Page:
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Twins Fan From Afar

Projections: Francisco Liriano

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[Originally published at Twins Fan From Afar]

To say that it's a big year for Francisco Liriano is an understatement. He's coming off an awful 2011 (except for that no-hitter), he's trying to prove that he can stay healthy for an entire season, and he's pitching for a contract, whether it's from the Twins, or any of the other teams in baseball that might be interested in a lefty with a nasty slider. Earlier this winter, I made my case for trying to extend Liriano before Spring Training even started. Clearly, the Twins (and possibly Liriano) had no interest in that. So now, the Twins are faced with the options of extending Liriano during the season, trying to lock him up after the season, trading him for a potential haul during the season if the team isn't in contention and Liriano looks great, letting him walk, or possibly having to offer him a 1-year, $12.5 million deal in order to get draft pick compensation under the new collective bargaining agreement. That's a lot of money for the Twins, even with some of the starting pitching dollars likely coming off the books next season. Clearly, then, there is a lot at stake this season for both Liriano and the Twins.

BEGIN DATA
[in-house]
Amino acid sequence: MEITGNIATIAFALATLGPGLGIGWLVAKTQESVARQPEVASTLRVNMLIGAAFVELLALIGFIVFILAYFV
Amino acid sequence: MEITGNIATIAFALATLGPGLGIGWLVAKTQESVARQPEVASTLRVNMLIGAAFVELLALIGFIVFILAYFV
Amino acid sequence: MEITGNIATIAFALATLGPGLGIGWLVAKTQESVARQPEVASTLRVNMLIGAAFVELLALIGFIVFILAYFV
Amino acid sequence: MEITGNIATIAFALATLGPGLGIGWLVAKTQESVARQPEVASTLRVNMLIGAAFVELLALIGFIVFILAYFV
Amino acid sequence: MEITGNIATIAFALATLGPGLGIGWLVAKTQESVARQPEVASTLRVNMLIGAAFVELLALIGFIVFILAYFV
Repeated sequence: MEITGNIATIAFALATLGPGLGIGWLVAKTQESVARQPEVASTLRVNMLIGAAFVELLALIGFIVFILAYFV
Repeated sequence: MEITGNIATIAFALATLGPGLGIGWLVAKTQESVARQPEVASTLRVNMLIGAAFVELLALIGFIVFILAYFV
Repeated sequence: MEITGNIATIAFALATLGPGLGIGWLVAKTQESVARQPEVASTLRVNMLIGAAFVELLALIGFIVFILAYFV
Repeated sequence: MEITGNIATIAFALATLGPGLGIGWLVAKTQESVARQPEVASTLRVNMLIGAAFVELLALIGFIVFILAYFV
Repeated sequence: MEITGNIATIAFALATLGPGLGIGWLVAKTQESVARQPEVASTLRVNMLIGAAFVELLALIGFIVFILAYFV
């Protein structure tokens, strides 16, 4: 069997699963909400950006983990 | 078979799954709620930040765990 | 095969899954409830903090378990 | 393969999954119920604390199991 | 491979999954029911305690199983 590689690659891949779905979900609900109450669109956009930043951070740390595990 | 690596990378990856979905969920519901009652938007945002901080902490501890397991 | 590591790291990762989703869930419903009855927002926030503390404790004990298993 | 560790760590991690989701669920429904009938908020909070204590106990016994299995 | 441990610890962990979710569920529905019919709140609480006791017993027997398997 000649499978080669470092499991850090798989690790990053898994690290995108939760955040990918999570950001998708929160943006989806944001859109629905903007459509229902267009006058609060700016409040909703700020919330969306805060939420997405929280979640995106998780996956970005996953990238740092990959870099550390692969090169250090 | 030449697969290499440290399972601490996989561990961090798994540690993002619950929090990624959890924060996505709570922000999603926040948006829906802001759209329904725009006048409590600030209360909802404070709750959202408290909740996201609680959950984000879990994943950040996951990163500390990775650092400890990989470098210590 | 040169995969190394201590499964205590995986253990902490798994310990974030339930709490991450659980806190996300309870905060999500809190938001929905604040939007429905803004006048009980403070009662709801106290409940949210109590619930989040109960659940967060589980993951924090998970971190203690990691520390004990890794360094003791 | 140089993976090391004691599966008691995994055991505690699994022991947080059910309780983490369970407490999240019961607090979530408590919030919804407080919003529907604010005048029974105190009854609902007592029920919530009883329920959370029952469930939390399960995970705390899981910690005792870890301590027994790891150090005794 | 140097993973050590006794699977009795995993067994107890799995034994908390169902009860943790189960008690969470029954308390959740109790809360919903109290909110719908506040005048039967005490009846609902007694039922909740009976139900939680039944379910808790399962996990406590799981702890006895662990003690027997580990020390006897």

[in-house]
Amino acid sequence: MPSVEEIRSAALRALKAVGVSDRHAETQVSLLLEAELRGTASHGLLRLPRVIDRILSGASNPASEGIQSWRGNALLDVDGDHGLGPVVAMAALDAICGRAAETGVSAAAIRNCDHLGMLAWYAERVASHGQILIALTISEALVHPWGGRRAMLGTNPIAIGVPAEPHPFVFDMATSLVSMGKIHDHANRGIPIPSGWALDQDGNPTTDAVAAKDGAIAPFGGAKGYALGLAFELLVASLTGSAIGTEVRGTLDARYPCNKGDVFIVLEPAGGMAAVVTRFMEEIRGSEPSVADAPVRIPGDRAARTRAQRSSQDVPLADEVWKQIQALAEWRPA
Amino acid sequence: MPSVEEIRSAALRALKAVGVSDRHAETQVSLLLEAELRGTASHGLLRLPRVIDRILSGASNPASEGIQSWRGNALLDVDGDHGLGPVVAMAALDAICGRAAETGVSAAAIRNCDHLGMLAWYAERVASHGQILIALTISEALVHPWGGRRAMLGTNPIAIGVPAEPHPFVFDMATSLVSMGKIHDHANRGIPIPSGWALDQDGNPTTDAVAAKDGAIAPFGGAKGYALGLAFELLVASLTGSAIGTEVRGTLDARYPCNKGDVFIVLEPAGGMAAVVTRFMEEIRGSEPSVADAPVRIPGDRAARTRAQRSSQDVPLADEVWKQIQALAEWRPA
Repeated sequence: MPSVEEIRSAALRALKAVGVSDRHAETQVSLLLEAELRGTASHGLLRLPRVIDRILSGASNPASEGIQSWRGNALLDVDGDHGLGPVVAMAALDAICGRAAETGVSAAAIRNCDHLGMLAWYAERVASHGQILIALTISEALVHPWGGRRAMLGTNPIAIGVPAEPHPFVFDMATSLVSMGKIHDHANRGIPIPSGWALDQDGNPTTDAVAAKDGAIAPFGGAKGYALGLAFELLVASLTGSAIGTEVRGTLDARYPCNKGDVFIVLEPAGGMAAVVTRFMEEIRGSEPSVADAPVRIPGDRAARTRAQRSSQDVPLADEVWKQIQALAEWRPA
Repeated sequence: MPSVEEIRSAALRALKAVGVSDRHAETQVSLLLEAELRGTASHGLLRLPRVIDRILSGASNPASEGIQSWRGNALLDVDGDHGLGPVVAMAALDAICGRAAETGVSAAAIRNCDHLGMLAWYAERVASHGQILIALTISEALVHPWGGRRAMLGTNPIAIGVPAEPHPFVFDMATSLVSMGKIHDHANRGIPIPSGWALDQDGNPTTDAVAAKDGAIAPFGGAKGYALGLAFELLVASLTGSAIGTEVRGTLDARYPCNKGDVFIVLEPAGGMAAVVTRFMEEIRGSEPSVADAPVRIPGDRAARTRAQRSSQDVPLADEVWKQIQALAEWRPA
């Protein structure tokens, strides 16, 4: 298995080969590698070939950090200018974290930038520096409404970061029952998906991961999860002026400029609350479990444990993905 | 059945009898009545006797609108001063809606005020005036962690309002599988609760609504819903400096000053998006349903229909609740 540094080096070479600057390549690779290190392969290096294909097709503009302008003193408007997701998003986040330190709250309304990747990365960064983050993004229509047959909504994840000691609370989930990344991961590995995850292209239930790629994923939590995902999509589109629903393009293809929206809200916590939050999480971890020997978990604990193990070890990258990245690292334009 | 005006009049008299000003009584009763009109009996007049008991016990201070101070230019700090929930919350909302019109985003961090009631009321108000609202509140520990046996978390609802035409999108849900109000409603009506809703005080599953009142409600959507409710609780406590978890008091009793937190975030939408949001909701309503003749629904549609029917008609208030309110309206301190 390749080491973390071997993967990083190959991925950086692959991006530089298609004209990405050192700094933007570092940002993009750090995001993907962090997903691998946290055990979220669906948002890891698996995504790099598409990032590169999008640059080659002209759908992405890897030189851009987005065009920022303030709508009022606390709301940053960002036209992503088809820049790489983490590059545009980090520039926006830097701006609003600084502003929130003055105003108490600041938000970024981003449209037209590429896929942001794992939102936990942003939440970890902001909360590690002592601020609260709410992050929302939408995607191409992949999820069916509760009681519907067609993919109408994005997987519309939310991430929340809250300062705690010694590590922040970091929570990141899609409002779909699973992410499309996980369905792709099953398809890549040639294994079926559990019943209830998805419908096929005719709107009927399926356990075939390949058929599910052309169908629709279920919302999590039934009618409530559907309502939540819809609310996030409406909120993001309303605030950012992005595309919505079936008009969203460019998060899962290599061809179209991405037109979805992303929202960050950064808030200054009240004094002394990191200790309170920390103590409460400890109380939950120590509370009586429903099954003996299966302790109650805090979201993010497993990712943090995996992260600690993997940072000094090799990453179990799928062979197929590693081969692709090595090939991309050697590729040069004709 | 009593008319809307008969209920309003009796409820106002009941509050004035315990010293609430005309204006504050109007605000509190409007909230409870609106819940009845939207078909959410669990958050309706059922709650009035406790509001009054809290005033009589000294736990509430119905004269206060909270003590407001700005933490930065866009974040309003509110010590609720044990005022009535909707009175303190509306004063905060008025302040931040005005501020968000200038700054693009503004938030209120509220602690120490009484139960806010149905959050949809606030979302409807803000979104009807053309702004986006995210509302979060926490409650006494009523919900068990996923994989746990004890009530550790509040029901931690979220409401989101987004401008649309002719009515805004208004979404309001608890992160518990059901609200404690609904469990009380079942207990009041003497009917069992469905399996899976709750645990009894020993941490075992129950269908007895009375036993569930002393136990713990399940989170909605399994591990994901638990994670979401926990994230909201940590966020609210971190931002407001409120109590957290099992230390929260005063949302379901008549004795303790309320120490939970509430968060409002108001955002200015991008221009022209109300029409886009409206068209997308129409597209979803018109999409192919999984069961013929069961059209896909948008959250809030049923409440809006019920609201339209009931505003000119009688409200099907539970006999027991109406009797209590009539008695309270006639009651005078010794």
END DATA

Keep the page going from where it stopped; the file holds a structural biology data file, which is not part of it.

I really think that we're going to see a Liriano this season that closely replicates his 2010 success. All the indicators are there: he showed up to camp healthy and in shape after pitching a little during the winter; he has not walked many batters this spring; for the most part he has kept his pitch count reasonable, allowing him to last longer; and he still has been striking out a fair number of hitters. For Liriano -- or most any starter, for that matter -- those are the keys to success, and it looks like Liriano is mostly there. Look at the numbers for Liriano this spring: 27 innings pitched; 2.33 ERA; and most impressively, 33 strikeouts and only 5 walks given up. His WHIP is 1.11, after allowing 25 total hits. So, he has been a strikeout pitcher that pitches to contact. Compare his 2012 spring stats to 2010, when he threw 20 innings, compiled a 2.70 ERA, struck out 30 and walked 5. That spring, his WHIP was 1.20, and he gave up 19 hits. Pretty similar numbers, and reason for optimism.